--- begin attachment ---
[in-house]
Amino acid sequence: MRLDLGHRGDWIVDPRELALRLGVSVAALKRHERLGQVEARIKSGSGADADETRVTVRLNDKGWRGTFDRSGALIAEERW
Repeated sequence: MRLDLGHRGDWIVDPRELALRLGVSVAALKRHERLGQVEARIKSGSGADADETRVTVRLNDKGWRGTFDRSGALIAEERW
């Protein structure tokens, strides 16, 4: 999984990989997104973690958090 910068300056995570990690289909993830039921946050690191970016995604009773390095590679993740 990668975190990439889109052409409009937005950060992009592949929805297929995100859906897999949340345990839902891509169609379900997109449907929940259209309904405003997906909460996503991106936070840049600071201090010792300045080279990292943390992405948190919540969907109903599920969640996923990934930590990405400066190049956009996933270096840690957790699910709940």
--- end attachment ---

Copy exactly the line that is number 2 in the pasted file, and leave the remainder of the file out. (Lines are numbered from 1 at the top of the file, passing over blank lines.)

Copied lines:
Amino acid sequence: MRLDLGHRGDWIVDPRELALRLGVSVAALKRHERLGQVEARIKSGSGADADETRVTVRLNDKGWRGTFDRSGALIAEERW